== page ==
Eigel Center

Community Engaged Scholars (CES) Faculty Research Mini-Grant Program

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Are You Looking for Support for your Research?

The Community Engaged Scholars (CES) Faculty Research Mini-Grant Program is open to faculty who propose a research project that focuses on an investigation of service-learning pedagogy and practices here at Xavier University or pursues research that engages community partners through shared academic and community goals. The program provides the opportunity for a Xavier University Community-Engaged Fellow (four-year service scholarship recipients) to support the faculty member’s scholarly work during the summer and provides additional assistance with the project through the fall semester. Grant recipients participate in a community of practice, engaging with faculty across the university.

Up to eight upper-class Fellows are invited to be paid summer research assistants for Xavier faculty to support projects that address an identified community need or opportunity with a nonprofit partner and examine the broader impact of our teaching and learning.

2023 CES Faculty Application

2022 Participating Faculty and Research Projects

Patient Satisfaction with Occupational Therapy Services after Amputation

Dr. Leah Dunn, Department of Occupational Therapy

The purpose of this research study is to explore satisfaction with the experience of occupational therapy services in an inpatient rehabilitation facility after amputation. This study will use a qualitative descriptive method to describe patient perceptions of occupational therapy after amputation. Through the use of individual interviews, patient perceptions of occupational therapy will be examined. The results will serve to improve occupational therapy services for patients with amputation.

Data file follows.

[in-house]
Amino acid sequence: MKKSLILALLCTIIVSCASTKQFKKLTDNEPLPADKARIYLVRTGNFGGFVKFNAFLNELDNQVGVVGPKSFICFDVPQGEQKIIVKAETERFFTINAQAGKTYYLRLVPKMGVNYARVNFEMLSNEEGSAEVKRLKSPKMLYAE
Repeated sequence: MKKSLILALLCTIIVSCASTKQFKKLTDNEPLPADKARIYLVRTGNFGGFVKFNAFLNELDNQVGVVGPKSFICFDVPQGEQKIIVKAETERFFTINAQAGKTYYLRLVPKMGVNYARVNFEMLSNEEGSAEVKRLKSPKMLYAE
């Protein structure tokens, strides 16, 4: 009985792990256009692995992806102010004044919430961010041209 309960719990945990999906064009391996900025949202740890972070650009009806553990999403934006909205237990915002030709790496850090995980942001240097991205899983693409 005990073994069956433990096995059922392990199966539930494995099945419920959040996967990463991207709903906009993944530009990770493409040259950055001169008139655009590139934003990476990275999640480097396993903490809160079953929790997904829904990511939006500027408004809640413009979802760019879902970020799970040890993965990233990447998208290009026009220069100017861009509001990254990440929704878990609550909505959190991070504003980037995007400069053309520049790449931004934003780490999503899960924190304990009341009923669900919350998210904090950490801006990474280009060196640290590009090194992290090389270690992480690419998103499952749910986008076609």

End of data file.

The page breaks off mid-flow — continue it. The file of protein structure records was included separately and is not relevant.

Latinx Immigrant Community Integration

Dr. Diane Ceo-DiFrancesco, Department of Classics and Modern Languages

This project will examine issues of community integration as it pertains to survivors of intimate partner violence. In addition to language, cultural and immigration status and fear of deportation, women survivors of intimate partner violence have experienced levels of trauma that can augment and complicate barriers of community integration.


Mock Jurors’ Evaluation of Evidence, Determinations of Guilt, and Response to Expert Testimony in False Confessions

Dr. Kathleen Hart, School of Psychology

Police questioning and interrogation of suspects have been the subject of psychological study for decades. This research has repeatedly demonstrated that the commonly held belief that confessions reliably and accurately inform investigators and courts about the “truth” is incorrect; instead, it has been repeatedly demonstrated that individuals can, and do, falsely confess to misdeeds. The specific research question on which this proposal rests is the role that expert testimony might play in helping jurors understand and identify a false confession.


The Dark Sides of Entrepreneurship

Dr. Matthew D. Regele, Department of Management & Entrepreneurship

Despite growing recognition of the dark sides of entrepreneurship (DSE), the topic is rarely discussed in entrepreneurship courses. The goal of this project is to develop a multimedia case study that will document the experience of the founder of a local organization (for-profit or nonprofit) who has suffered from – and ideally overcome – DSE. A teaching note will provide guidance about how to teach the case. Ultimately, the goal will be to publish the case in a journal or case collection.